• 1/3 cup chopped cilantro


  • Heat 1 tablespoon of the peanut oil in a wok or large, non-stick sauté pan over high heat. Use your hottest burner, too. The second the oil begins to smoke, pour in the beaten eggs and swirl them around in the pan to coat it in a thin layer. Let this cook for a couple seconds, then use a spatula or wooden spoon to break it up into pieces. Tip it out of the pan and into a bowl. Set aside.
  • Wipe the inside of the wok with a paper towel and add the remaining peanut oil. Let this heat up for a minute or so, but don't let it smoke. Add the chopped green onions, ginger, lemongrass and chiles and stir-fry for 30 seconds to 1 minute over high heat.
  • Add the rice, crabmeat, pineapple, cooked eggs and fish sauce and stir-fry for 2 minutes. Now let the mixture cook undisturbed for 1 minute; this gives it a little color. Toss well and repeat the process for 1 more minute. Turn off the heat and mix in the cilantro.


Keep in mind you can use crawfish tails, bay scallops, very small shrimp or chopped lobster meat as substitutes.

Keys to Success

  • You really do want old rice here. Even week-old rice, kept in the fridge, will work well. If you don't have leftover rice lying around, you can cook regular steamed rice, then spread it out on a baking sheet to cool. Do not use the rice until it has completely cooled to room temperature. 
  • If you have an Asian market near you, you could try adding a tablespoon of minced galangal to the mix, as well as fresh, red Thai chiles. 
  • Lime juice is a great addition here, too, although the acidity of the pineapple should be enough. 
  • The pineapple can be fresh or canned. 


Calories: 362kcal | Carbohydrates: 43g | Protein: 17g | Fat: 13g | Saturated Fat: 3g | Cholesterol: 106mg | Sodium: 549mg | Potassium: 283mg | Fiber: 2g | Sugar: 6g | Vitamin A: 444IU | Vitamin C: 33mg | Calcium: 64mg | Iron: 1mg

Nutrition information is automatically calculated, so should only be used as an approximation.

Tried this recipe? Tag me today!Mention @huntgathercook or tag #hankshaw!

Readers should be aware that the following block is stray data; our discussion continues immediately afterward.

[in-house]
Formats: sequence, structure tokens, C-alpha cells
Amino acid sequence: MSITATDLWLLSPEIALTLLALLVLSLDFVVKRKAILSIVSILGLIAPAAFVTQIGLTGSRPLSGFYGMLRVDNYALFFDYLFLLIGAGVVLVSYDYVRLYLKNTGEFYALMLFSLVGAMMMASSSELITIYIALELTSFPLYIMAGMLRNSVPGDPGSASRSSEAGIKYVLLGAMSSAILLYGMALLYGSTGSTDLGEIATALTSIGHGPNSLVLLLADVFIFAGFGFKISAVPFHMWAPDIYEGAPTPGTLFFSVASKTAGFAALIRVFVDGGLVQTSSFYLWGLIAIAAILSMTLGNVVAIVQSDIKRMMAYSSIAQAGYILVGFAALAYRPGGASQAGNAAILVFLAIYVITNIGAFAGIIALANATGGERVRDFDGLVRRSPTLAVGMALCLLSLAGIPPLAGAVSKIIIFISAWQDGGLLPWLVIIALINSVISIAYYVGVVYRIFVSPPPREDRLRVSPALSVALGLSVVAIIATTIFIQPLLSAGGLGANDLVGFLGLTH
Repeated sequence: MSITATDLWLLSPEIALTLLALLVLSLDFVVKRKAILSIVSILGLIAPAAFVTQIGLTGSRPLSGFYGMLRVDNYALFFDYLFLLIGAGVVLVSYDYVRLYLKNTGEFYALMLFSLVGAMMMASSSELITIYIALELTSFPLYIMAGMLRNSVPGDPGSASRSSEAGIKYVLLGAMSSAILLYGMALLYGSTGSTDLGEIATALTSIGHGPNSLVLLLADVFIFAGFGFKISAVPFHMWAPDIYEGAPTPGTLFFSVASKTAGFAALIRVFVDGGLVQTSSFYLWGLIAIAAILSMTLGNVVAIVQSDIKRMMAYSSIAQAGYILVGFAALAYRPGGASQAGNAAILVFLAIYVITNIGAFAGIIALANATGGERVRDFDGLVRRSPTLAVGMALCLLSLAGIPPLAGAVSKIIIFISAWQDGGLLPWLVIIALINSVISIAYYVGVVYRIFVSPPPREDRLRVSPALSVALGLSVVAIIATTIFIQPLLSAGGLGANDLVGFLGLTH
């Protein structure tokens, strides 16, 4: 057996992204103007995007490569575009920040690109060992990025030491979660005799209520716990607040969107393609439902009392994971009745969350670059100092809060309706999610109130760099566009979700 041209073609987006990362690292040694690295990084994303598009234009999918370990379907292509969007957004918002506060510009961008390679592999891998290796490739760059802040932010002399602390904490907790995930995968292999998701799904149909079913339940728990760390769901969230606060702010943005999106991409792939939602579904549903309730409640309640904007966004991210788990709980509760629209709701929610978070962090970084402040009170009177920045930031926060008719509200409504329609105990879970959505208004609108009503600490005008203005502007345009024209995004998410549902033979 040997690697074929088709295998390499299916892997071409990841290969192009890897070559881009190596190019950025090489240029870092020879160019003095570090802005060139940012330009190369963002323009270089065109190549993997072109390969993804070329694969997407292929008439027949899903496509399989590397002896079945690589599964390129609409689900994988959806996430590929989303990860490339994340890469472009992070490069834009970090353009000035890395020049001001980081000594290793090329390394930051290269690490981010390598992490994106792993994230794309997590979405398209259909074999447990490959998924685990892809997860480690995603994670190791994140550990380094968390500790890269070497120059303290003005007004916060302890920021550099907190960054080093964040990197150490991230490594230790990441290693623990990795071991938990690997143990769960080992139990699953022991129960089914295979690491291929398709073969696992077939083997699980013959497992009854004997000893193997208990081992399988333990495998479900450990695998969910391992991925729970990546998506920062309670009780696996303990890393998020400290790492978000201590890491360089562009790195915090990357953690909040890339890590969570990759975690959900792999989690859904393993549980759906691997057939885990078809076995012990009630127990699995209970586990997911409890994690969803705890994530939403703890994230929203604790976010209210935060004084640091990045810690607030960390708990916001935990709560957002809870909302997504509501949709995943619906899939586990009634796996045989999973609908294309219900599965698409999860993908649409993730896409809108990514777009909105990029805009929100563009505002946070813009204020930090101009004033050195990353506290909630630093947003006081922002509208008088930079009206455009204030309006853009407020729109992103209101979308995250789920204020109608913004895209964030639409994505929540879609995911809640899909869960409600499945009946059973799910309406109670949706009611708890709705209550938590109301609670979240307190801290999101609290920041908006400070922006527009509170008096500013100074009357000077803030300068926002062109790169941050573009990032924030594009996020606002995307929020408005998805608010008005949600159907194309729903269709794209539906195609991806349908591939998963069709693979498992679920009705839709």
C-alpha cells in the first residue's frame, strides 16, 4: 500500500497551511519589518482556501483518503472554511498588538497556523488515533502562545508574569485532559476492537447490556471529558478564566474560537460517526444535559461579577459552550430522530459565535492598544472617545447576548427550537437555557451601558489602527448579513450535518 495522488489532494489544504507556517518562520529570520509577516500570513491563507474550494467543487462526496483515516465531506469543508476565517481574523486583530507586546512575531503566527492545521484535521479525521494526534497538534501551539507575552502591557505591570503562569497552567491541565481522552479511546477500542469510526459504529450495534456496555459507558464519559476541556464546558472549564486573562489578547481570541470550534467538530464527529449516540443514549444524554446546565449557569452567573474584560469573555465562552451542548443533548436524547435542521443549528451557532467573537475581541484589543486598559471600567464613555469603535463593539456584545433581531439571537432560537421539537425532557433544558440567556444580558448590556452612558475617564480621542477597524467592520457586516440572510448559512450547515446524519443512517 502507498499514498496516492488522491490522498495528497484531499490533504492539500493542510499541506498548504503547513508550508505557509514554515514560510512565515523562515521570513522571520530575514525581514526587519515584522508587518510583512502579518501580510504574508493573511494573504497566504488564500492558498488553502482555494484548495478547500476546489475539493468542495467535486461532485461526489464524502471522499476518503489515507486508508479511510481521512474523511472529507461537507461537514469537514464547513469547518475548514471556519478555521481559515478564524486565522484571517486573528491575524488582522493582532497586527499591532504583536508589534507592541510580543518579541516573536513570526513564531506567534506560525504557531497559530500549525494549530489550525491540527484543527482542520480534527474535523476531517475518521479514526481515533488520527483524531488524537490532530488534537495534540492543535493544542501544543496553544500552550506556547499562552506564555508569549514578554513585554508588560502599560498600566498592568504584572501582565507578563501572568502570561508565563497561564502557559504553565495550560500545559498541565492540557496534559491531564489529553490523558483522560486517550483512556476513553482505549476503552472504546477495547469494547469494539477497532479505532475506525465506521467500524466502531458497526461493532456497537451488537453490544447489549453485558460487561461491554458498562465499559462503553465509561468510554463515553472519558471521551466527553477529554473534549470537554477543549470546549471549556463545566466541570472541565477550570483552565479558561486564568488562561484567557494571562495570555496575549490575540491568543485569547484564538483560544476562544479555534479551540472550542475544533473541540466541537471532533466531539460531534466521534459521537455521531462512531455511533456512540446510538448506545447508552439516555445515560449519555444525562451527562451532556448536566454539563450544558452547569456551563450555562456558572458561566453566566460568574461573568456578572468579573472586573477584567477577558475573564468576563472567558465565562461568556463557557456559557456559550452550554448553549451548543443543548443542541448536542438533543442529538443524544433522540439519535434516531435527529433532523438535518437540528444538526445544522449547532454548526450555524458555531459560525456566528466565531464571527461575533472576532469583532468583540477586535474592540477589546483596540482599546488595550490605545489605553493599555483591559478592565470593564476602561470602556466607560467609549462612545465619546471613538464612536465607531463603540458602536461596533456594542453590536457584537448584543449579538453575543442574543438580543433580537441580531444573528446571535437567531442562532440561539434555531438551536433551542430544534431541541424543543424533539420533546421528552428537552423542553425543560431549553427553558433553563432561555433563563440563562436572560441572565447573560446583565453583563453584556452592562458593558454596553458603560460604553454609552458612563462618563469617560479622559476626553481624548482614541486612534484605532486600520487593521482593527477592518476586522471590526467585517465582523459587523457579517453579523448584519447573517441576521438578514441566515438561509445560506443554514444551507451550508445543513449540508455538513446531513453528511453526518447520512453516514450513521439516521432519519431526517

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About Hank Shaw

Hey there. Welcome to Hunter Angler Gardener Cook, the internet’s largest source of recipes and know-how for wild foods. I am a chef, author, and yes, hunter, angler, gardener, forager and cook. Follow me on Instagram and on Facebook.

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Recipe Rating


  1. We’ve made this with crab and with lion’s mane mushrooms (which shred just like crab) and both are amazing. When we make with the mushrooms we add them to the green onion step so they can cook a bit longer.

  2. I will admit I was skeptical of the pineapple at first, but I am glad I went with it. This makes an excellent weeknight meal, really quick, really easy, really good. Thanks Hank!

  3. I render all my own lard. I save the cracklins, frozen in 1-pint containers, and use them in fried rice and farofa. One of my favorite breakfasts is Filipino-style garlic fried rice, with pork cracklins, plenty of crushed garlic, chopped green onions, and fish sauce, with a fried egg or two on top.

  4. I made your dish, simulated Holly’s photo composition, and posted it on Instagram. The acceptance was minimal even though the dish appeared excellent. The next day (today) it came to me. Backstory is I have a worldwide following, with a large contingent in Asia. At first I thought my American rice was unappealing and somehow wrong. Then realized that crossed chopsticks means death in most of the world. I deleted the shot from IG and hope not to make that mistake, again. Love your work, Holly and Hank. Thank you, so very much.

  5. You know what makes the best crab fried rice? The guts! Or the “butter” if we want to be all classy about it. My mother makes a spectacular dish out of just the butter and rice sauteed with green onions and black pepper, but I bet it’d be amazing in this version. Have you done a post on crab butter yet? It seems right up your alley.